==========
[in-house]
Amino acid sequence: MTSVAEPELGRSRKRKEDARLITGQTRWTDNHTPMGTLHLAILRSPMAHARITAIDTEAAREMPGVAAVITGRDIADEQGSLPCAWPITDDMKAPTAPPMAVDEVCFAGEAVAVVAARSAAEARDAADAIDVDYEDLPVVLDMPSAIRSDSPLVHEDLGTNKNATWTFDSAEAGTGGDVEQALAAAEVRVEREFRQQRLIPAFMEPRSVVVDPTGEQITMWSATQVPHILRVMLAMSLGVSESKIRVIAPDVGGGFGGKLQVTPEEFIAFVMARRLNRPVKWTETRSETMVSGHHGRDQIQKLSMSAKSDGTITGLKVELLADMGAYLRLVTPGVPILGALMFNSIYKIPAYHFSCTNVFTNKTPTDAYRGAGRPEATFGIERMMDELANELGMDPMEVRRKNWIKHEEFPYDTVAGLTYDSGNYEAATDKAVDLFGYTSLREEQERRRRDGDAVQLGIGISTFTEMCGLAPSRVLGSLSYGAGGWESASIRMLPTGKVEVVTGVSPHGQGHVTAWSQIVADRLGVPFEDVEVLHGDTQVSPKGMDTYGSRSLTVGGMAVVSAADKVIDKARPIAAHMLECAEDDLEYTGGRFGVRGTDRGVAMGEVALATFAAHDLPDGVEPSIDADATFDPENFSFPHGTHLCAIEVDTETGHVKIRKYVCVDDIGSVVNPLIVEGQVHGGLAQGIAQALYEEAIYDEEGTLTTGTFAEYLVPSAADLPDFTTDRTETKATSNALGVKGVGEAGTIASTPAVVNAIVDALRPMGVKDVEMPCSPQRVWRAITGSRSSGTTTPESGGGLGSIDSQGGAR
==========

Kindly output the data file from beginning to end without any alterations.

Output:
[in-house]
Amino acid sequence: MTSVAEPELGRSRKRKEDARLITGQTRWTDNHTPMGTLHLAILRSPMAHARITAIDTEAAREMPGVAAVITGRDIADEQGSLPCAWPITDDMKAPTAPPMAVDEVCFAGEAVAVVAARSAAEARDAADAIDVDYEDLPVVLDMPSAIRSDSPLVHEDLGTNKNATWTFDSAEAGTGGDVEQALAAAEVRVEREFRQQRLIPAFMEPRSVVVDPTGEQITMWSATQVPHILRVMLAMSLGVSESKIRVIAPDVGGGFGGKLQVTPEEFIAFVMARRLNRPVKWTETRSETMVSGHHGRDQIQKLSMSAKSDGTITGLKVELLADMGAYLRLVTPGVPILGALMFNSIYKIPAYHFSCTNVFTNKTPTDAYRGAGRPEATFGIERMMDELANELGMDPMEVRRKNWIKHEEFPYDTVAGLTYDSGNYEAATDKAVDLFGYTSLREEQERRRRDGDAVQLGIGISTFTEMCGLAPSRVLGSLSYGAGGWESASIRMLPTGKVEVVTGVSPHGQGHVTAWSQIVADRLGVPFEDVEVLHGDTQVSPKGMDTYGSRSLTVGGMAVVSAADKVIDKARPIAAHMLECAEDDLEYTGGRFGVRGTDRGVAMGEVALATFAAHDLPDGVEPSIDADATFDPENFSFPHGTHLCAIEVDTETGHVKIRKYVCVDDIGSVVNPLIVEGQVHGGLAQGIAQALYEEAIYDEEGTLTTGTFAEYLVPSAADLPDFTTDRTETKATSNALGVKGVGEAGTIASTPAVVNAIVDALRPMGVKDVEMPCSPQRVWRAITGSRSSGTTTPESGGGLGSIDSQGGAR